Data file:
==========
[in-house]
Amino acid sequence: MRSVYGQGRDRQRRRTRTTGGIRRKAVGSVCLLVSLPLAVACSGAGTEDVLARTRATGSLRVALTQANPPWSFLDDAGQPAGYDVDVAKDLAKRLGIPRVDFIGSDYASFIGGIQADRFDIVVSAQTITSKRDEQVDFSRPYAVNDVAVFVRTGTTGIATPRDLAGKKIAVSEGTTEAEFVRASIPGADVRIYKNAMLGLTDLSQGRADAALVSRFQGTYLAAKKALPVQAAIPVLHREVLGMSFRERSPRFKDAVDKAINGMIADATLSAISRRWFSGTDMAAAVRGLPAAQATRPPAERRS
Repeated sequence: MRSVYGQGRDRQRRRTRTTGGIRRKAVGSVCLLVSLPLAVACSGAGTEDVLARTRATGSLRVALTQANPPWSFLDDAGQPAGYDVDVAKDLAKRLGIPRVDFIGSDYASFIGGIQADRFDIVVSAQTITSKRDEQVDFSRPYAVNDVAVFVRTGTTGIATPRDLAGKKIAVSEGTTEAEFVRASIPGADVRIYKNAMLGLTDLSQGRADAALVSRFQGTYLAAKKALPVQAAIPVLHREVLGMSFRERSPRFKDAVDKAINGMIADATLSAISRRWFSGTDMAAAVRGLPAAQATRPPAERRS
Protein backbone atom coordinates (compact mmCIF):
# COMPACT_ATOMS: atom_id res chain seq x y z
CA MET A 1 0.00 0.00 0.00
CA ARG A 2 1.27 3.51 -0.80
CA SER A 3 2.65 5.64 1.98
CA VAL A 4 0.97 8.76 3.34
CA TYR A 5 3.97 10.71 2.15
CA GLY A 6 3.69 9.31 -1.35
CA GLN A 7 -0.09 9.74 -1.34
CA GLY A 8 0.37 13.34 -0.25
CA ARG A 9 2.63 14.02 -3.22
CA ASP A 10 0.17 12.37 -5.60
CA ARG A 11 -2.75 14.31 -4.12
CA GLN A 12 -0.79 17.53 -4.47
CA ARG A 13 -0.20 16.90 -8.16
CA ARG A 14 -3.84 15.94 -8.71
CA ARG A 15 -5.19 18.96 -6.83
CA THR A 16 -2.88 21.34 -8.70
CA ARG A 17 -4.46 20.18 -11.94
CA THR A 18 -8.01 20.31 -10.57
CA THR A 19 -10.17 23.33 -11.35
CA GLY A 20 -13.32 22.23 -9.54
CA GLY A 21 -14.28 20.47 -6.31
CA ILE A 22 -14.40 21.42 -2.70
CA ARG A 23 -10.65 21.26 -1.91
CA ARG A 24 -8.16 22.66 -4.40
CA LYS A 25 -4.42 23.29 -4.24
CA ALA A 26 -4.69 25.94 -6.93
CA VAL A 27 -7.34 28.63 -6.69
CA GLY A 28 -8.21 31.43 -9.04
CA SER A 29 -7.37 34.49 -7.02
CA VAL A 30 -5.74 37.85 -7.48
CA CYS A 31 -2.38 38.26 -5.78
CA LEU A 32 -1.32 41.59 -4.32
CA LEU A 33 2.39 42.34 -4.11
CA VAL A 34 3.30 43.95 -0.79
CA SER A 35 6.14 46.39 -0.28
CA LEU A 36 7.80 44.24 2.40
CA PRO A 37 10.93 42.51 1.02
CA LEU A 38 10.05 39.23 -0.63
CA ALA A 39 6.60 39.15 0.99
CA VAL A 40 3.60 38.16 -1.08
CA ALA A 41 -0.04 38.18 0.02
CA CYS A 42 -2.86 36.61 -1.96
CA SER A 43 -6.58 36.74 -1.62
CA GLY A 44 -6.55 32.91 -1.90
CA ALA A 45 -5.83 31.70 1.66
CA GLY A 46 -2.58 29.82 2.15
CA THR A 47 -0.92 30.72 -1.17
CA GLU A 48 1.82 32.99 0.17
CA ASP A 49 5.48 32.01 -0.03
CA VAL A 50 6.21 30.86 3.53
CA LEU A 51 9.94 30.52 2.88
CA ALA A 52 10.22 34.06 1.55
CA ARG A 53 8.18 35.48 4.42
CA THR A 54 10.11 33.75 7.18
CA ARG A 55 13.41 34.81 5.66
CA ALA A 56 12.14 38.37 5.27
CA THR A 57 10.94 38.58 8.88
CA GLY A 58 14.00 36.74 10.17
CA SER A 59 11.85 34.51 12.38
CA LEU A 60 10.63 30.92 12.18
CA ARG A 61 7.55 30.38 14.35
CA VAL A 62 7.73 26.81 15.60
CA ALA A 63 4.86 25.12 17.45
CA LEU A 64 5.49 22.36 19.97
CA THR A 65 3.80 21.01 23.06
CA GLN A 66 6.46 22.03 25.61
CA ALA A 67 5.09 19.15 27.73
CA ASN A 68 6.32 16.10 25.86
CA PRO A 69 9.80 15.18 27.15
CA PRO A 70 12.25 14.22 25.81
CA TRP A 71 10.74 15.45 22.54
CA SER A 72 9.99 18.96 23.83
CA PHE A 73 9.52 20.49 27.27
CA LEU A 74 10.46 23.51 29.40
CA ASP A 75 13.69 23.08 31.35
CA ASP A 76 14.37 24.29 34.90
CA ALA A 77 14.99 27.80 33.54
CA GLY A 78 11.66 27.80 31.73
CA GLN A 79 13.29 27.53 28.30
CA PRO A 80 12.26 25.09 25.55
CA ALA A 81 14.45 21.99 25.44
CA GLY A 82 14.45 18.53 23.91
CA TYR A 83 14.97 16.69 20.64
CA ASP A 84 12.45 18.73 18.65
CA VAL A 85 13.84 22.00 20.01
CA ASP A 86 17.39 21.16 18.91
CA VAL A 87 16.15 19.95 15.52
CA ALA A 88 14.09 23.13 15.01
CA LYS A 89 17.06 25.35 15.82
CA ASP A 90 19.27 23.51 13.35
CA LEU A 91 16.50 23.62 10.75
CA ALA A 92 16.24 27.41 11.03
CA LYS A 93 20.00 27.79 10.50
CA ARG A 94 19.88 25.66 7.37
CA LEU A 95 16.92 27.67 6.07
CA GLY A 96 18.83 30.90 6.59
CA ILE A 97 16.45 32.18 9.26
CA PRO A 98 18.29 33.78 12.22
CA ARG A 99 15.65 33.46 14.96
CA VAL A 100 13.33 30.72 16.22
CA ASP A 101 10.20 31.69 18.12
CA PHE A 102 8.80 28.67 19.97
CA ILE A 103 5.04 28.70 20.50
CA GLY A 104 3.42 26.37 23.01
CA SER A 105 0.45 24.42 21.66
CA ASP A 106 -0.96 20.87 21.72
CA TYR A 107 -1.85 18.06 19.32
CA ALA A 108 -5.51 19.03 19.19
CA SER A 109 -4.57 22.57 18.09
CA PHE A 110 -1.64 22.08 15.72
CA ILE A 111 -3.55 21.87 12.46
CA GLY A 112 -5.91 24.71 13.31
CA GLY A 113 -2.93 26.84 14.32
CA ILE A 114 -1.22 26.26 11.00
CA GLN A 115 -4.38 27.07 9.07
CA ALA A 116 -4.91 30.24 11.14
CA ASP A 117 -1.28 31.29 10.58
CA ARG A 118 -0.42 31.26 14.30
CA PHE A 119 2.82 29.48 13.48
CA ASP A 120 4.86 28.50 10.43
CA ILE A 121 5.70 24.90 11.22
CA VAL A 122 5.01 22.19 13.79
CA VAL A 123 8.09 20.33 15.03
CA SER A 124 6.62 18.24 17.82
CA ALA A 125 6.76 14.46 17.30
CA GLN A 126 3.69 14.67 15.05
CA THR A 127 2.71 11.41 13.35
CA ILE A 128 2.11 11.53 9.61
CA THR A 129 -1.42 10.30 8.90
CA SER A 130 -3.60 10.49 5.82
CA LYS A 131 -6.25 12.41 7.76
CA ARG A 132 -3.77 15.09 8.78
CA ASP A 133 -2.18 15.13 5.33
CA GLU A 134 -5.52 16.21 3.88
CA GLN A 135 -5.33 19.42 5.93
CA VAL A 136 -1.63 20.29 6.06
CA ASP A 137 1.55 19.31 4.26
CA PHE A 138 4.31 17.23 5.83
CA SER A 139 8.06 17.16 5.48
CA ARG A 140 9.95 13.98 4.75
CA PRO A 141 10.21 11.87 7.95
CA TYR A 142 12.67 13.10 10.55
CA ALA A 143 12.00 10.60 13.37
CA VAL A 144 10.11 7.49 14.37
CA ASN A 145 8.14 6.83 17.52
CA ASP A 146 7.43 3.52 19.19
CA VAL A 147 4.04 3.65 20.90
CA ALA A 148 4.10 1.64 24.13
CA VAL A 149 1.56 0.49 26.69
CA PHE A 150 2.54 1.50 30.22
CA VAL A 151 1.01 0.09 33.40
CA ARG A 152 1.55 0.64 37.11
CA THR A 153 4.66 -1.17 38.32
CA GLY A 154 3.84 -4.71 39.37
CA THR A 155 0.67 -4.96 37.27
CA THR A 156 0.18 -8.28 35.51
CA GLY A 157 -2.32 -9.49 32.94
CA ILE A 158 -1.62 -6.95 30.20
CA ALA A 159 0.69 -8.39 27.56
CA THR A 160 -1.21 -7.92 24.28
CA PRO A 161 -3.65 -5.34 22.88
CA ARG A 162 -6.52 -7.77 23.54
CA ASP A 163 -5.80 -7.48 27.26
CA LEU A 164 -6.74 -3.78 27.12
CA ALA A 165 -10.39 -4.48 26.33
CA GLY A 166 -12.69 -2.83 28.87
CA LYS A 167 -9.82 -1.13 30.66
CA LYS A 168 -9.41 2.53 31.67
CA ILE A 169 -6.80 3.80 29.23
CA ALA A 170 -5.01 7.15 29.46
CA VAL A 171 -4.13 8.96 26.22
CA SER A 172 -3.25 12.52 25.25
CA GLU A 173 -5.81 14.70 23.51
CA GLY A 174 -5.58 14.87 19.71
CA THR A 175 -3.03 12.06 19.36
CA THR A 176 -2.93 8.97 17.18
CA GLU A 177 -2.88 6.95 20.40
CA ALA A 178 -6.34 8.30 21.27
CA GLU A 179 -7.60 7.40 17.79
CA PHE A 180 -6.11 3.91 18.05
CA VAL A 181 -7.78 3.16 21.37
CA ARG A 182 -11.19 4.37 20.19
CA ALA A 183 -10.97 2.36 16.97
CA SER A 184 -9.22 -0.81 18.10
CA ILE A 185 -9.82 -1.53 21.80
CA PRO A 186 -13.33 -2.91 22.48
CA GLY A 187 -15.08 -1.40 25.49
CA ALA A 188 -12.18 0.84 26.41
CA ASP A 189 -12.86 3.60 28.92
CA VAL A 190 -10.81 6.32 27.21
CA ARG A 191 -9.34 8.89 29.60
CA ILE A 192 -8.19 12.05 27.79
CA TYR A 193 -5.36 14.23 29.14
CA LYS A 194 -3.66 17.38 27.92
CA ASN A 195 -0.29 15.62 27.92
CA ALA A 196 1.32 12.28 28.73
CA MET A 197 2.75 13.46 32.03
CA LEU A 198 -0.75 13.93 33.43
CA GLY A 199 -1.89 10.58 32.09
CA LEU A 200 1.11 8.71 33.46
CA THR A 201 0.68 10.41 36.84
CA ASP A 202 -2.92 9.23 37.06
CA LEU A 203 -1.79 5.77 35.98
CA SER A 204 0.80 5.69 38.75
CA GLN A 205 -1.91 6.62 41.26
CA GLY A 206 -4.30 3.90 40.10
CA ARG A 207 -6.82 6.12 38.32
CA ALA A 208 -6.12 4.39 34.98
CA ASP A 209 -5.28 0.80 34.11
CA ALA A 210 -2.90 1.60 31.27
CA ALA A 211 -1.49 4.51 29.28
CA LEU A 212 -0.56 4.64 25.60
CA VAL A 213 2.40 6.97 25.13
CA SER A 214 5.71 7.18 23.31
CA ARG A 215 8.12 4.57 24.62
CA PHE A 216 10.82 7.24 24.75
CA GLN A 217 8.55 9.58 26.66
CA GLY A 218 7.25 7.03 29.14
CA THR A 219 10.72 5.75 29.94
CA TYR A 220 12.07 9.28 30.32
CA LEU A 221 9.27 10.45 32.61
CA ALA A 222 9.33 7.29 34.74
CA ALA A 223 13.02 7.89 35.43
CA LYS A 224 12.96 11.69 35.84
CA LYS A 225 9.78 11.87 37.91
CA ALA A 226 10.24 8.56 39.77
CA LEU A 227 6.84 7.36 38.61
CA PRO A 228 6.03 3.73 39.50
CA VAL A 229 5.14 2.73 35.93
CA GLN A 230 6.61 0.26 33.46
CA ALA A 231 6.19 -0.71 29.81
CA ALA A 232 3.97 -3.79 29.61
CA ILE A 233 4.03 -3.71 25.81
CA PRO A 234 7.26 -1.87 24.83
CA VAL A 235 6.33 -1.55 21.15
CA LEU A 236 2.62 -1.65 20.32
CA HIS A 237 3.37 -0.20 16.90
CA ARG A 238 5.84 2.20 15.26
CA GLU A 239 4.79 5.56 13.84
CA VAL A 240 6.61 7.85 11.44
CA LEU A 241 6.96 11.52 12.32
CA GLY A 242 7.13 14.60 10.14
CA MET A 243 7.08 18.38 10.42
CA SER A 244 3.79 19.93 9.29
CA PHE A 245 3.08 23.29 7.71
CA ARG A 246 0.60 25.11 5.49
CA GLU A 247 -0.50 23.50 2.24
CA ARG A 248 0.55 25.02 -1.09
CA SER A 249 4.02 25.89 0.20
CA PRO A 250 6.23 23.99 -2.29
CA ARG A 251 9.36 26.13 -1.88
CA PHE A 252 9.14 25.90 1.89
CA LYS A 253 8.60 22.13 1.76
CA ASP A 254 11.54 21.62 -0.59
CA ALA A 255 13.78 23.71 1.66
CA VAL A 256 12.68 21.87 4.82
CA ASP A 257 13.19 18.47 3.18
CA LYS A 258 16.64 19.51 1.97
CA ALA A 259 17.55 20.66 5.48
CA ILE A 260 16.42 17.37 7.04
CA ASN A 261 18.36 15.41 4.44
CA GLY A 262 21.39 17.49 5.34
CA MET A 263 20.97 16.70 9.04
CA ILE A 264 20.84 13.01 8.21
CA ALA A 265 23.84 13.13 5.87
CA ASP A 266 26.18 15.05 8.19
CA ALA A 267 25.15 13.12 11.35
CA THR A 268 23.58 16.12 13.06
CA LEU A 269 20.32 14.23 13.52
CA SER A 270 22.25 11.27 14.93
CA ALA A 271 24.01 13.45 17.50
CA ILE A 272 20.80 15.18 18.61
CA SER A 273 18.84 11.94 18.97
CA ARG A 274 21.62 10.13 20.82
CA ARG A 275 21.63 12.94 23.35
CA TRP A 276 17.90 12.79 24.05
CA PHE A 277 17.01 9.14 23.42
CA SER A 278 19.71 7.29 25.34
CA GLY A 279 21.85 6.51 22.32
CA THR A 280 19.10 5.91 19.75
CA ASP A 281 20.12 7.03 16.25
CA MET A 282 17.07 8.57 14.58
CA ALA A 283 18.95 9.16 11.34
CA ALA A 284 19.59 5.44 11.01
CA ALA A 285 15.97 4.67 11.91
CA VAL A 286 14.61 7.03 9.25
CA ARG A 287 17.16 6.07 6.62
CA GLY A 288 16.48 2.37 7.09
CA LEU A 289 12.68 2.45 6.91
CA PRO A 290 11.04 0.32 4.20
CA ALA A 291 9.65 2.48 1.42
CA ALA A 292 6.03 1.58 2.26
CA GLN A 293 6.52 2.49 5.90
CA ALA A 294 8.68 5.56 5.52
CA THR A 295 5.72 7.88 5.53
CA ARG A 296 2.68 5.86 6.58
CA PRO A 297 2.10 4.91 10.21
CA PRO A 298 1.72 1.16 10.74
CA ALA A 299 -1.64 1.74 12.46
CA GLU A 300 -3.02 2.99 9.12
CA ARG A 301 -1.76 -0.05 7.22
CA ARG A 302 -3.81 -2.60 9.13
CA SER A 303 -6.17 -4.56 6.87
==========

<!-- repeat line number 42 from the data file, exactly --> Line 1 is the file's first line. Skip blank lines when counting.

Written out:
CA PRO A 37 10.93 42.51 1.02